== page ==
There he goes again. “He” in this case is Brian Stelter at “Reliable Sources,'“ the CNN show that covers a wide range of news about mass media, including mainstream journalism.
In the past few months — while discussing press struggles with normal America — Stelter has asked some interesting questions about the fact that many journalists in elite zip codes struggle to, well, get religion. He hasn’t said “GetReligion” yet, but he has mentioned that there are websites that keep track of this problem. Maybe I can picket his office next time I’m camped out in New York City?
This came up recently when I wrote an “On Religion” column about the new “Alienated America” book by Timothy P. Carney, who leads the commentary section at The Washington Examiner (click here for the column and here for the GetReligion podcast that discussed this). That column included material from a Carney appearance on “Reliable Sources” that included comments about You Know What.
The context — #DUH — is a discussion of why so many journalists missed the rise of Donald Trump in flyover country. A key point: Core Trump voters talked about religion, while those whose daily lives revealed deep religious convictions tended to oppose Trump in the primaries. Here’s a chunk of that column:
Religious convictions among voters in some communities across America — in Iowa, in Utah and elsewhere — clearly had something to do with their rejection of Trump and support for other GOP candidates. These fault lines have not disappeared. …
Stelter said the problem is that religion is "like climate change." This topic affects life nationwide, but it's hard for journalists to see since "there's not a bill being introduced in Congress or there's not a press conference happening in New York."
This media-elite blindness skews political coverage, said Carney, but it affects other stories, as well – especially in thriving communities in flyover country between the East and West coasts.
"Far too many journalists know little or nothing about the subjects and issues that matter the most to religious believers in America," he said. "It's not just that they make egregious errors about religion. It's that they don't understand that there are religious angles to almost every big story and that, for millions of Americans, religion is at the heart of those stories."
In other words, way too many journalists notice religion — when it shows up in New York City and Beltway events that they believe are connected to their The One True Faith, which is politics.
The other day, Stelter returned to this subject while discussing the evolution of American values and public life with a very controversial author — Jewish conservative Ben Shapiro.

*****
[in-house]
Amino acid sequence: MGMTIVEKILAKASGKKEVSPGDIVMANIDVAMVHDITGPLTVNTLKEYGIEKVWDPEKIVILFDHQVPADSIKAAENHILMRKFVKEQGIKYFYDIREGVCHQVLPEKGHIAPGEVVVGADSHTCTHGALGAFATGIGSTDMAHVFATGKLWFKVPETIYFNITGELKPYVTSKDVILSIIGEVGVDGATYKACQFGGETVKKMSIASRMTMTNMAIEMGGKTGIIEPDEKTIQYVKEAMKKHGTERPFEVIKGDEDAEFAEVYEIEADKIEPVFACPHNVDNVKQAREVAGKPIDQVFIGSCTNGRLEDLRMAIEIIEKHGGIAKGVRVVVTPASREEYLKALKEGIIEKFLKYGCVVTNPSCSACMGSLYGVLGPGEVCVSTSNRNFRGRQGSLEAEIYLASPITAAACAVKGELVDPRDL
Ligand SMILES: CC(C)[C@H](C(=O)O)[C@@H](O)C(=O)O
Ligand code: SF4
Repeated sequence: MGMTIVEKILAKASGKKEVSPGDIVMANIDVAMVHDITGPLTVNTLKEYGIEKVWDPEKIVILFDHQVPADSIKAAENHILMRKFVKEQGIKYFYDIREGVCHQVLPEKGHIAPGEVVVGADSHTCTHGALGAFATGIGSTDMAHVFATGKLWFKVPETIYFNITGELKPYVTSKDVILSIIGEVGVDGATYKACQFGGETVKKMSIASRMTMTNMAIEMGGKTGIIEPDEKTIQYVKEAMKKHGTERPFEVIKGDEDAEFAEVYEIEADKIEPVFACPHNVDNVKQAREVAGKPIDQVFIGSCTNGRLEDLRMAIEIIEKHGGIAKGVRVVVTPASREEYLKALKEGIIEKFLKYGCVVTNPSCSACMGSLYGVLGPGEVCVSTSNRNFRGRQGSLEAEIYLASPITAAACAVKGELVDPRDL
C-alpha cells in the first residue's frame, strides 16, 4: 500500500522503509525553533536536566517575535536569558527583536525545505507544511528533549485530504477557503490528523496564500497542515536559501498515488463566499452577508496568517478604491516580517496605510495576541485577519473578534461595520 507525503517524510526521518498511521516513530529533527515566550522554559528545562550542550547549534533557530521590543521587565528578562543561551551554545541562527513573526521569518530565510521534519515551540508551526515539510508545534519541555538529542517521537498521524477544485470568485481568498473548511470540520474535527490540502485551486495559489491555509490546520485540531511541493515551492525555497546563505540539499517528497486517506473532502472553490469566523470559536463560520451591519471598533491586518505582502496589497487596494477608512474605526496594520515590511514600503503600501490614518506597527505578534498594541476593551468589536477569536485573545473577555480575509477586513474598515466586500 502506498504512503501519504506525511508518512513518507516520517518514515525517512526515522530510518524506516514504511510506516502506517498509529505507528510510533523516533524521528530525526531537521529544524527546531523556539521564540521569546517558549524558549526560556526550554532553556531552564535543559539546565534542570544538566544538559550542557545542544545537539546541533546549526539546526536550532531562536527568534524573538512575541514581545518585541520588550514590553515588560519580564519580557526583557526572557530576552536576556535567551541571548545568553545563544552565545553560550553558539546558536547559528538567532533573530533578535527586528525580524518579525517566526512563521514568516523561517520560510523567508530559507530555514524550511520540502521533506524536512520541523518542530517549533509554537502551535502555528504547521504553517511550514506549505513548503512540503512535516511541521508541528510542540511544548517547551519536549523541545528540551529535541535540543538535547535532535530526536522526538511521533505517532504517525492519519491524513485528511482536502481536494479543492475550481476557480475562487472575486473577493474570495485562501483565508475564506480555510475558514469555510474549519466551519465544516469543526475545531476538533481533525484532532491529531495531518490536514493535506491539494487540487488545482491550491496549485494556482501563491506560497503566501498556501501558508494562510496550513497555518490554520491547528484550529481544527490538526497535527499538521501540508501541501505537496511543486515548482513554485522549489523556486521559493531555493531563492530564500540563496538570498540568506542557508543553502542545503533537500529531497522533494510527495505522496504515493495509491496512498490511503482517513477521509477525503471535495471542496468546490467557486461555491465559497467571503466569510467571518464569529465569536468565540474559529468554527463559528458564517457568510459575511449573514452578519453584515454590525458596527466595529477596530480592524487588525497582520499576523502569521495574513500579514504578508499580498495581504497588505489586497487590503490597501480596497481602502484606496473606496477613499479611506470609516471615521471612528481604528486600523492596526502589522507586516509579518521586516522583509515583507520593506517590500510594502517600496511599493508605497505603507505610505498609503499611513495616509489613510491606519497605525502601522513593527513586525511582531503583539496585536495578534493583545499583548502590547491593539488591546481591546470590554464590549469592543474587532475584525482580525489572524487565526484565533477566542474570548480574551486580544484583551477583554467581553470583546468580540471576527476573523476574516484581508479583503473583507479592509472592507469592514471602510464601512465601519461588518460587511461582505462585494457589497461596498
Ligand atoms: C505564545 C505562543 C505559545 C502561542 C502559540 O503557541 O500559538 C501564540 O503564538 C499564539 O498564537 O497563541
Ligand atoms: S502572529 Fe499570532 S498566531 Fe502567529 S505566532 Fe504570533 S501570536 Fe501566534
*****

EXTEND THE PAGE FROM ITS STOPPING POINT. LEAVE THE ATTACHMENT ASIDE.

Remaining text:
By all means, click here to watch the relevant chunk of this interview. The discussion of religion and the news starts at the one-minute mark, or thereabouts.
Here’s the latest quote from Stelter. Let us attend:
“Talking about faith, talking about religion, it’s oftentimes a blind spot for the American media. It’s an ongoing disappointment for me and, I think, a lot of other people as well — that these topics are not more front and center in the public square that the press creates.”
You know, that would be a great title for a book, perhaps something like The Media Project volume entitled “Blind Spot: Then Journalist’s Don’t Get Religion.” Click here to buy a copy of that.
But, hey, let’s make things even easier for Stelter. I’ll try to reach him through Twitter and through a logical enough looking email address that’s floating around online.
It Stelter wants a copy of “Blind Spot,” I will hand-carry one to him the next time in New York City, which is in about two weeks (for a religions-liberty conference session on, well, press efforts to cover religion and the First Amendment).
In the short run, do an online search for these terms — “GetReligion” and “blind spot” — and you will get 400 or so hits.
Why not do some surfing, since many these links point to GetReligion posts that provide case studies of exactly what Stelter and Shapiro are discussing in this CNN interview.
Speaking of which, Shapiro responds to Stetler’s remark with a discussion of practical issues — such as the location of elite newsrooms in some of the most secular zip codes in America.
By the way, based on my experiences in Washington over a decade-plus, I would say that the DC-to-Boston Acela zone is somewhat “secular,” but that its establishment class also includes many, many people who — think Barack Obama — are committed to liberal forms of religion. Of course, secularists and religious liberals tend to think alike (hello fine print in “Nones” numbers) on hot-button issues of culture and morality. The big clashes are between reporters and religious traditionalists.
Meanwhile, watch that slice of the “Reliable Sources” interview with Shapiro — CLICK HERE.
FIRST IMAGE: Photo by Bill Lollar, posted at Flickr.